As usual, I read a bunch of stuff this week.  I’ll get right to it.

First up, I checked out the January 2023 issue of “History Today.”  A few articles seem relevant to TOEFL test-takers.

  • Hawk this Way describes the street sellers that hawked their wares on the streets of London around 1900.  Apparently there were more than 12,000 hawkers at that time in London alone.  Some great vocabulary in here with bits like: “though they traded without formal sanction and frequently fell foul of the law…”.  The article paints a really vibrant picture of an aspect of the city that disappeared around the time of the first world war.  Plenty of historical background is presented.  This article is somewhat similar in length and reading level as a real TOEFL reading passage.
  • The Madman of the North is a fun article about Charles XII of Sweden and his thirst for war.  Today one doesn’t often think of Sweden when thinking of European military history, but apparently people in the early 1700s sure did.
  • The Cold, Cold War is about rival nations trying to be the first to reach the Arctic.  It touches on the life of explorer Robert L. Peary who appears in a TOEFL integrated writing question I’ve checked hundreds of times.  I can’t remember if it is from an ETS source of a third party source, but it questions whether or not he actually reached the pole.  The best part of this article is its depiction of the schemes of Arctic explorer Henry W. Howgate.
  • Decline and Fall is about concerns throughout history regarding decadence.   I’ve already added “the decadent movement” to my list of TOEFL speaking questions in the works.

Next, I checked out the February 2023 issue of the same magazine.  Here’s what I liked:

  • Vile Verse and Desperate Doggerel is about poet William McGonagall.  Was he the worst poet in history?  Was he a visionary?  You decide.  The article brings to mind an old TOEFl speaking question from ETS about “Outsider Art.”
  • The Land Between Rivers is about efforts to establish a steamship service down the Euphrates River in the 19th century.  It’s a long article.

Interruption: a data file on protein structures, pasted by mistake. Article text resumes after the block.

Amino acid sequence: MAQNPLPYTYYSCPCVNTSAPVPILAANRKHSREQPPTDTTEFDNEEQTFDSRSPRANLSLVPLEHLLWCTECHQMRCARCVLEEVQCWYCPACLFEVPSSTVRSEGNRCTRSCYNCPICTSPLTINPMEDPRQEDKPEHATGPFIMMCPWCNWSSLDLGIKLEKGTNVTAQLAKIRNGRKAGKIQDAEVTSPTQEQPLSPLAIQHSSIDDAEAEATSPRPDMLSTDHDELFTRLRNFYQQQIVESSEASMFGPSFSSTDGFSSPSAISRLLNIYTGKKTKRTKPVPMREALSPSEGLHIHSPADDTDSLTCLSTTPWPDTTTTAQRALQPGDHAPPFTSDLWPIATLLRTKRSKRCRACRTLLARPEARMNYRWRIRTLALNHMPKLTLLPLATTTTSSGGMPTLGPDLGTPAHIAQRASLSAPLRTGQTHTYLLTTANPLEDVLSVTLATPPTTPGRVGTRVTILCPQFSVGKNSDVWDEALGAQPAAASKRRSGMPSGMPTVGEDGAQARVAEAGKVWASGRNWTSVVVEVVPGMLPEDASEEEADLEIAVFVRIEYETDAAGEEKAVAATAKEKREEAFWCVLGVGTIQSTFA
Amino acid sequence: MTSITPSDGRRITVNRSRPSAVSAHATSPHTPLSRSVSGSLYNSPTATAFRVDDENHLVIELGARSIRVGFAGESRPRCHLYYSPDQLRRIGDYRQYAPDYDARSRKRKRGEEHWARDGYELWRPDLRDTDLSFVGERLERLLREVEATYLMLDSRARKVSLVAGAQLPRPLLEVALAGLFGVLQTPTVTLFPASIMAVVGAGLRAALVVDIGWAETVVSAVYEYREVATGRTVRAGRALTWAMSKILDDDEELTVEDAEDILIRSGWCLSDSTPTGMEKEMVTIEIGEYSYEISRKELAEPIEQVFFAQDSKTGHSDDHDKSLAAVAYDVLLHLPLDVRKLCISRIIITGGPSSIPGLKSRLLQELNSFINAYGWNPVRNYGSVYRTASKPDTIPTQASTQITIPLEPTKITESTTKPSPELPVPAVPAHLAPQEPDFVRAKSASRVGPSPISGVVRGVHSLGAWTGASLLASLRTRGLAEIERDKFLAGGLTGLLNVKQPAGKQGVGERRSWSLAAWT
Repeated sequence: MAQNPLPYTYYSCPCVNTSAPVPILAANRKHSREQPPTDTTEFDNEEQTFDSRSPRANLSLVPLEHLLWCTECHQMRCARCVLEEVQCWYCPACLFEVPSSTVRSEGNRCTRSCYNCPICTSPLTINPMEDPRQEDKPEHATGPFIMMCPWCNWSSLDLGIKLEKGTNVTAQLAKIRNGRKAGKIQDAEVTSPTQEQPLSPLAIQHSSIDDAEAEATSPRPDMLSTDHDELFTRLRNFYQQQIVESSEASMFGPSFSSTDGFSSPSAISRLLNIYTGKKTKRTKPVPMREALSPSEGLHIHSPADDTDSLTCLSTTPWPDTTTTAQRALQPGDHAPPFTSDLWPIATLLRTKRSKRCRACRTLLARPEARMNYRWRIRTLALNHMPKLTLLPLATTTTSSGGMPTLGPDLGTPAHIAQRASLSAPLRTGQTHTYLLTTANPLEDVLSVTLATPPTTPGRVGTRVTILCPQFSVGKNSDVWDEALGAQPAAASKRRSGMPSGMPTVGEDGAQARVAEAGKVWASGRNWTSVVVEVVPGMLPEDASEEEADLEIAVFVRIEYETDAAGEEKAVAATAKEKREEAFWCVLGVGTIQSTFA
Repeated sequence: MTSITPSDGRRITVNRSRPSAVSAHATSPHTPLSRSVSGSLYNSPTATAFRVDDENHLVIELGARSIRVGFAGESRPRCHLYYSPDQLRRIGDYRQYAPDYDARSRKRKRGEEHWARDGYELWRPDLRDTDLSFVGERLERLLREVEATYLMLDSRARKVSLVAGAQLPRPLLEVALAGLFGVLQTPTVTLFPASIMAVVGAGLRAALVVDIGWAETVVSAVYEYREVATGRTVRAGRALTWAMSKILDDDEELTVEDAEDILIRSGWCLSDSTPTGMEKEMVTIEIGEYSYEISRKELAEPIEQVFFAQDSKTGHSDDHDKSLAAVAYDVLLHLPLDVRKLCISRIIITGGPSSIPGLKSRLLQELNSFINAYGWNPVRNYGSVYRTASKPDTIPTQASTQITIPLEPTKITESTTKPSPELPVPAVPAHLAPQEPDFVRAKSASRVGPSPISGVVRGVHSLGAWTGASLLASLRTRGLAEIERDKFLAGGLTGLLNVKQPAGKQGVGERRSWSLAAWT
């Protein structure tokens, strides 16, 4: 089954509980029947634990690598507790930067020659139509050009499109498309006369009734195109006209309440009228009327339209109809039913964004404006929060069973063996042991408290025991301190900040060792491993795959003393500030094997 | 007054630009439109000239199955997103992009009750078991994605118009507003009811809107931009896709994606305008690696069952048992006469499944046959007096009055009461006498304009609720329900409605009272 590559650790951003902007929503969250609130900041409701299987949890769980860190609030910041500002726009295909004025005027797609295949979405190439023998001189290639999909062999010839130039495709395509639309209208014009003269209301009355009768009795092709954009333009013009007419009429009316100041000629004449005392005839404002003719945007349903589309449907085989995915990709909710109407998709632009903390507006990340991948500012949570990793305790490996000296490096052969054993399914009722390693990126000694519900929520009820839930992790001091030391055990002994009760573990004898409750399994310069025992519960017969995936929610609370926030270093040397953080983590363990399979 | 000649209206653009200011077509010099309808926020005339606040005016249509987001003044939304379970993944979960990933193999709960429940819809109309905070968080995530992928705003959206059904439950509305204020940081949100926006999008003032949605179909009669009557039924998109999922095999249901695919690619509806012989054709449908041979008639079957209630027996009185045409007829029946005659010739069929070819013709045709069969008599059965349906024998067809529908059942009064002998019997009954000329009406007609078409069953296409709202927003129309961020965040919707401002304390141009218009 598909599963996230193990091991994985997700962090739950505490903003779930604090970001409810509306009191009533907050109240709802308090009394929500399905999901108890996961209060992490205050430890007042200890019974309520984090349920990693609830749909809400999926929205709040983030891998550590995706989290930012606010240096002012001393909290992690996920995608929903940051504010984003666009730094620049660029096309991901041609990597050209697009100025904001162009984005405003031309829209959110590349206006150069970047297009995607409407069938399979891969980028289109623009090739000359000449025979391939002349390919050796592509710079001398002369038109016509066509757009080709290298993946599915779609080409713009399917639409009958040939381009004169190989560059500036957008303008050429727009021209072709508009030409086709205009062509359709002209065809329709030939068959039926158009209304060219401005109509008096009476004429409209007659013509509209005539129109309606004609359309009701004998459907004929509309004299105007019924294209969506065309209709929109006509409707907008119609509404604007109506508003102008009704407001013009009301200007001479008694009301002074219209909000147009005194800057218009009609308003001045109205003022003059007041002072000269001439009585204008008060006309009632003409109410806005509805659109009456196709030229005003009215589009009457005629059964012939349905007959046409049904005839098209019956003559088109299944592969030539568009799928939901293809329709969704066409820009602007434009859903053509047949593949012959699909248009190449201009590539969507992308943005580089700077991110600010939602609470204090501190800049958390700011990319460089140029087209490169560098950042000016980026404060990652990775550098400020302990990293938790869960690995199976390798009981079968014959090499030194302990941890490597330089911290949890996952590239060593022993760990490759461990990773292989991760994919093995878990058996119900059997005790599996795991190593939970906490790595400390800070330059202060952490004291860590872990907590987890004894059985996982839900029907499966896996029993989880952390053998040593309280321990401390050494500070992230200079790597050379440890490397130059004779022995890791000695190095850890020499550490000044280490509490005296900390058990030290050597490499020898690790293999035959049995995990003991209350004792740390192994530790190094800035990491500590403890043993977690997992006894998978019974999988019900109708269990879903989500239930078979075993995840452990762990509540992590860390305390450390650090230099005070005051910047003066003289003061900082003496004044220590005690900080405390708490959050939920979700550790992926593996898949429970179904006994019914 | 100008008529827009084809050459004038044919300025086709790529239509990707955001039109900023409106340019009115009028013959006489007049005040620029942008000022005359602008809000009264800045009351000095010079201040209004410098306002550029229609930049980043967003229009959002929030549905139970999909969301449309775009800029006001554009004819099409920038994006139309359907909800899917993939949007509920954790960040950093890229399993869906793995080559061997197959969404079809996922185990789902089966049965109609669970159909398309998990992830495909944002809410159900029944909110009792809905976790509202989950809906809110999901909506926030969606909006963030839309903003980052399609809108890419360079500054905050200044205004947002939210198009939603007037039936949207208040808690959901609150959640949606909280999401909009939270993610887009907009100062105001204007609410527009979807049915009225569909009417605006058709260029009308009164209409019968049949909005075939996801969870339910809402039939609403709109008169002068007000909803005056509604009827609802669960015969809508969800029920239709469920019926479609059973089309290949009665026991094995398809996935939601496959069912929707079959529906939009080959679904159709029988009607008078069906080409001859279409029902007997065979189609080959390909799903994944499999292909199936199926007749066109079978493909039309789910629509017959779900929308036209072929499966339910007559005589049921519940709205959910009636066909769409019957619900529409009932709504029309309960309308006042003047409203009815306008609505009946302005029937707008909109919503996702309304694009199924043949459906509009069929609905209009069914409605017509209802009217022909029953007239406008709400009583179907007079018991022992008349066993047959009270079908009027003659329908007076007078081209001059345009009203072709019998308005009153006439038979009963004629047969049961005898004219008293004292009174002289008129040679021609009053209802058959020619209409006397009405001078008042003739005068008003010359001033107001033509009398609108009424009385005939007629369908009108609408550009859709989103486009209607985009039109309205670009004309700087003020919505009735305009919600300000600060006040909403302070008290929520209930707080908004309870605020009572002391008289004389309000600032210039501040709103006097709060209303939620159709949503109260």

• The ‘Lost’ Emperor is about a mystery!  A pair of old coins were found that might depict a previously unknown Roman Emperor.   But maybe they don’t.  These coins have been studied.  People have opinions.  There are disagreements.  This would make a perfect Integrated Writing question!

I think I’ve got one more copy of “History Today” on my shelf.  I’ll probably write about it next month.

Meanwhile, I read the July/August 2023 issue of Analog Science Fiction and Fact.  I read every issue of this magazine, but I rarely mention it here because the stories and articles aren’t really available online.  I know it is a bit cliche, but I think the world would be a better place if more people read science fiction now and then.  There are bigger things to think about than the allegiances that divide us.  This month I really enjoyed David Ebenbach‘s “Everybody Needs a Conditions Box” which features the establishment of a colony floating above the surface of Venus.  That’s a topic that has appeared in TOEFL integrated writing questions (and I think I’ve mentioned other stories from the magazine that explore the concept).  This particular story also explores AI in a fun way.  Read it if you can find it.

I also read the October 2023 issue of Apollo.  I suppose it is important to read about art and architecture now and then, as those topics do show up on the TOEFL (and they are often ignored when people seek out “academic reading” material).  A few articles stood out this month:

Finally, I recently discovered a wonderful podcast called The Academic Minute.  This series features very short lectures on various topics by leading academics.  Each episode includes a short introduction and a transcript.  This is perfect practice for the TOEFL speaking section.  I feel like I am the last person to learn about this wonderful resource.  I think I will mine the podcast for topics I can use when writing practice questions.

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